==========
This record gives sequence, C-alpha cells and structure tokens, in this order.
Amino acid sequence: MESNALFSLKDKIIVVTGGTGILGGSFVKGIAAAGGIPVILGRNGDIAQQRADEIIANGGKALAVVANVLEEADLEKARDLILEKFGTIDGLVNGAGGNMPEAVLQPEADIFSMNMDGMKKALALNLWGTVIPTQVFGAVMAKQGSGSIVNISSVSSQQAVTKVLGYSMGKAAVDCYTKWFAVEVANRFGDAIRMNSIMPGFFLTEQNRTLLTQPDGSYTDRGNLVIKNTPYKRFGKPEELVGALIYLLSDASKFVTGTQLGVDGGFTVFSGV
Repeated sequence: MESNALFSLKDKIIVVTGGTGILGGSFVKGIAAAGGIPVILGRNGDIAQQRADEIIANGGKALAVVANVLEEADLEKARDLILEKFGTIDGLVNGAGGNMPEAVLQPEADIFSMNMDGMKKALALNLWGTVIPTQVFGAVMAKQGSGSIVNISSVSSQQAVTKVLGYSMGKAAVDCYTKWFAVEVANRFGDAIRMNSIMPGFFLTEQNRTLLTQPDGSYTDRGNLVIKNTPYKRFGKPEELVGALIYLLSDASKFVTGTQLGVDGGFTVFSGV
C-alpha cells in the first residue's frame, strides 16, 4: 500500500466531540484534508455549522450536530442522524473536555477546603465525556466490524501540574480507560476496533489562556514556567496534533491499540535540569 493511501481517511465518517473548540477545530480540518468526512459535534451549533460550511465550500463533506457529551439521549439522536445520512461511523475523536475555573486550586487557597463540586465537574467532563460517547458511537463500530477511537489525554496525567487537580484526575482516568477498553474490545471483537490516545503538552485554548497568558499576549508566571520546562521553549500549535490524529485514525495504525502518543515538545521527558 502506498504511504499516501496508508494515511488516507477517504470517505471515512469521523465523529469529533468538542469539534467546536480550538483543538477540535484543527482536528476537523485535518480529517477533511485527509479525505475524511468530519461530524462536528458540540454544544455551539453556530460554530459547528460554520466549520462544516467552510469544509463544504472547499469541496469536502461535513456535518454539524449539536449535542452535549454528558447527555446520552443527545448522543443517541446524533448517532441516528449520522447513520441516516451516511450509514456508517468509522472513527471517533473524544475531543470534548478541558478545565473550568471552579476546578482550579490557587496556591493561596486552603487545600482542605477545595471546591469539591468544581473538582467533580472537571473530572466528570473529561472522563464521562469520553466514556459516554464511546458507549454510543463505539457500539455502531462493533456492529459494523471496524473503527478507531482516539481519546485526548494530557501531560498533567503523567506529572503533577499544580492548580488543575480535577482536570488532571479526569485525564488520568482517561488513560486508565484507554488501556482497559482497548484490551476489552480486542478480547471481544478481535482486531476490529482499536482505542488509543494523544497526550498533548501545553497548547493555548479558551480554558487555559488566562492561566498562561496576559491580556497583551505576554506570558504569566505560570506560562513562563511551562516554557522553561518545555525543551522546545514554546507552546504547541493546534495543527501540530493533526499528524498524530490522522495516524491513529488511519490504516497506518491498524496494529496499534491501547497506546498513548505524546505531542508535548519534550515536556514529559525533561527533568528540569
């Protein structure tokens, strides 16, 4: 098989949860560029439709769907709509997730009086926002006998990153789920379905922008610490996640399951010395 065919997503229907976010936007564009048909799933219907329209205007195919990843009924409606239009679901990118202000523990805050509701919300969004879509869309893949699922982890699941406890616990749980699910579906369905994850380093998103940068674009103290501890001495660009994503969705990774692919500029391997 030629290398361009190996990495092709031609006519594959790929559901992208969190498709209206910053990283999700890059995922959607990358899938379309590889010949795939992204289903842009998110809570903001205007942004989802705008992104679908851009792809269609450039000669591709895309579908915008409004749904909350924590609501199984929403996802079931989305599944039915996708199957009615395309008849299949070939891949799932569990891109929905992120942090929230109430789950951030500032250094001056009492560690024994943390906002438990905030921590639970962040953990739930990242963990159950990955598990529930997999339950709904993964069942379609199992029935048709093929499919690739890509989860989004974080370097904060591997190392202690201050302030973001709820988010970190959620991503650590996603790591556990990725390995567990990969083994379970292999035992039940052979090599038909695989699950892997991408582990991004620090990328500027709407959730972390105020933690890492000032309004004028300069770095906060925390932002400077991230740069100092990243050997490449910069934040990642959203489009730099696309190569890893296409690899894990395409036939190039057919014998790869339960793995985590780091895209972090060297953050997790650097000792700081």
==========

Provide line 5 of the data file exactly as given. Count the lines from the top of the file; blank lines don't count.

């Protein structure tokens, strides 16, 4: 098989949860560029439709769907709509997730009086926002006998990153789920379905922008610490996640399951010395 065919997503229907976010936007564009048909799933219907329209205007195919990843009924409606239009679901990118202000523990805050509701919300969004879509869309893949699922982890699941406890616990749980699910579906369905994850380093998103940068674009103290501890001495660009994503969705990774692919500029391997 030629290398361009190996990495092709031609006519594959790929559901992208969190498709209206910053990283999700890059995922959607990358899938379309590889010949795939992204289903842009998110809570903001205007942004989802705008992104679908851009792809269609450039000669591709895309579908915008409004749904909350924590609501199984929403996802079931989305599944039915996708199957009615395309008849299949070939891949799932569990891109929905992120942090929230109430789950951030500032250094001056009492560690024994943390906002438990905030921590639970962040953990739930990242963990159950990955598990529930997999339950709904993964069942379609199992029935048709093929499919690739890509989860989004974080370097904060591997190392202690201050302030973001709820988010970190959620991503650590996603790591556990990725390995567990990969083994379970292999035992039940052979090599038909695989699950892997991408582990991004620090990328500027709407959730972390105020933690890492000032309004004028300069770095906060925390932002400077991230740069100092990243050997490449910069934040990642959203489009730099696309190569890893296409690899894990395409036939190039057919014998790869339960793995985590780091895209972090060297953050997790650097000792700081």